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Book Club

1 hr 44 min

PG13

The Next Chapter is Always the Best

Diane (Diane Keaton) is recently widowed after 40 years of marriage, Vivian (Jane Fonda) enjoys her men with no strings attached, Sharon (Candice Bergen) is still working through her decades-old divorce, and Carol's (Mary Steenburgen) marriage is in a slump after 35 years. The lives of these four lifelong friends are turned upside down after reading the infamous '50 Shades of Grey,' catapulting them into a series of outrageous life choices.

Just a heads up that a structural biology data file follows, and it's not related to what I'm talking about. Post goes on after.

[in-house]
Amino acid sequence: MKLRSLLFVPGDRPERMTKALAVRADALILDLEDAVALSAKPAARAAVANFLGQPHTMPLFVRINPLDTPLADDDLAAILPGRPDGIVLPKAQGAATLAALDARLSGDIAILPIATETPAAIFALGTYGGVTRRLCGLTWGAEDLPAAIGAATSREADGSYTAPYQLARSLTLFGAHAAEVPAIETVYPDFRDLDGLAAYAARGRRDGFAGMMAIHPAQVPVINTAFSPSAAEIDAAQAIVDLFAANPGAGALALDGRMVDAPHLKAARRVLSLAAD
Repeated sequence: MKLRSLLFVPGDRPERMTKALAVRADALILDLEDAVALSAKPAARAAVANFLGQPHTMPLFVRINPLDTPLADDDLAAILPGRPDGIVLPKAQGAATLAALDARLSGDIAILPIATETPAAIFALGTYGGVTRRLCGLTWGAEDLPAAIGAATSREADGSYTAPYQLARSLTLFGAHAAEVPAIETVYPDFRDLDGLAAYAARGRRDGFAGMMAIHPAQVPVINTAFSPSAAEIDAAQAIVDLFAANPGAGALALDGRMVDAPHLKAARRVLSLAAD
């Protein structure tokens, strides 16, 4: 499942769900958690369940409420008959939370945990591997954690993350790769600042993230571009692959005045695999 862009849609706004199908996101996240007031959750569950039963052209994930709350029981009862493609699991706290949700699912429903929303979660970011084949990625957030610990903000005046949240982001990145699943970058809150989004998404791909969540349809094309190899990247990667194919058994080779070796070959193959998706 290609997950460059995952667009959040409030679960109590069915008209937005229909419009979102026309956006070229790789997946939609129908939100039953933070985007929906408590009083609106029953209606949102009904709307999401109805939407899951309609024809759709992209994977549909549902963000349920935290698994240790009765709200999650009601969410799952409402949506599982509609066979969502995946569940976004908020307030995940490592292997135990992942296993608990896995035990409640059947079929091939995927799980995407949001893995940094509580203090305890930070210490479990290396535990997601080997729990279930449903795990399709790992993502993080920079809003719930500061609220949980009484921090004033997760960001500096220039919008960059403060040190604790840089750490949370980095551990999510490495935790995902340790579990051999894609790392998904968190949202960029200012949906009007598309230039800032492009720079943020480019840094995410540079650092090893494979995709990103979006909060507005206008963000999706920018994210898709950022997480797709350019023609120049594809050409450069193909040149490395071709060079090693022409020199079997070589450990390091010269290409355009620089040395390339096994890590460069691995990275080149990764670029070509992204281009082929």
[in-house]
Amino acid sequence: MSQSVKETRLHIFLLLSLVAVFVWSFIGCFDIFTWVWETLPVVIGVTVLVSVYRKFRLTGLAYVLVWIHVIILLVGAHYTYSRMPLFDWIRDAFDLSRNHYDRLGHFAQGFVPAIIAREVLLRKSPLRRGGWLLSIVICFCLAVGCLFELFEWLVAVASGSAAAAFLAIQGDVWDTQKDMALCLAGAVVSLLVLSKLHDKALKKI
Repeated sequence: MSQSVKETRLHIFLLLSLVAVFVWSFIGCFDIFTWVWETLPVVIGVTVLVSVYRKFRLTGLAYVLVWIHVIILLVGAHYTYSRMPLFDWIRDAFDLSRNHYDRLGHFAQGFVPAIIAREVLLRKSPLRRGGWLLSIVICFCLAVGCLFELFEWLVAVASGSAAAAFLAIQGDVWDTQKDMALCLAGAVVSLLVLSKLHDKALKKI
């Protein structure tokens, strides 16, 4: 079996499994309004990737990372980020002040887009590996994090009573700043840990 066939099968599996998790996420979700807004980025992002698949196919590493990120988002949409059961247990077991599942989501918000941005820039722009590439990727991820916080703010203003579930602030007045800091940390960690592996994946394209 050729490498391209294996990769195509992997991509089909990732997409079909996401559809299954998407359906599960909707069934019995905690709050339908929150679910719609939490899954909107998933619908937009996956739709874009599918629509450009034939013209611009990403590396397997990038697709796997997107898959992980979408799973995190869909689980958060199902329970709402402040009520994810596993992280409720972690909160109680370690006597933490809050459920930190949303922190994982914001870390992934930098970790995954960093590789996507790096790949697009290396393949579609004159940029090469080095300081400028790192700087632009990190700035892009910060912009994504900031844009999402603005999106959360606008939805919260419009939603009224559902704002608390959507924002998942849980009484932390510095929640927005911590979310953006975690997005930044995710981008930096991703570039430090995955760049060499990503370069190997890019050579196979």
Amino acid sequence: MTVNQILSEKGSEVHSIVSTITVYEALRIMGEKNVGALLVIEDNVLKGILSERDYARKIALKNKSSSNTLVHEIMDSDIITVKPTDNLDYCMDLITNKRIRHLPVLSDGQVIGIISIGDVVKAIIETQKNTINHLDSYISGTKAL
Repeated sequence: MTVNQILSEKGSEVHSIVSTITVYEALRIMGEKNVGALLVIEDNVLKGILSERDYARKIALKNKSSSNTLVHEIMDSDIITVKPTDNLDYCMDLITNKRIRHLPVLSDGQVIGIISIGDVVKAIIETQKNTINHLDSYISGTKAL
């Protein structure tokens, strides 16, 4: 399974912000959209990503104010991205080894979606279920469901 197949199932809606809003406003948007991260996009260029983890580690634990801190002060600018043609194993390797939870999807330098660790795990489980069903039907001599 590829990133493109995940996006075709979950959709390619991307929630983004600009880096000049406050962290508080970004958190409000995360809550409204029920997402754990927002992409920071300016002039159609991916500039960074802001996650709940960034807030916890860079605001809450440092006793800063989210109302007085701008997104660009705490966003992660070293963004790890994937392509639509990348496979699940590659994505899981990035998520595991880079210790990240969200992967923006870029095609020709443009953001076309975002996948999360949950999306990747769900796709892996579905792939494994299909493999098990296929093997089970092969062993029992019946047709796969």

• Pre-show and trailers run for approximately 20 minutes before the movie starts.1 hr 44 minPG13
  • Comedy
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Book Club

Amazing Ensemble Cast

Together, the stars of BOOK CLUB represent nine Oscar® nominations and four wins. They are truly movie legends who became friends while filming the new comedy. Hear more from the stars and writers.

Book Club

Just What Audiences Need

BOOK CLUB is not a film just for older audiences. Movie lovers of all ages will enjoy the laughs and adventures and relate to its message: Create the life you want. The stars and writers share more.

Cast & Crew

  • Candice Bergen

    Candice BergenSharon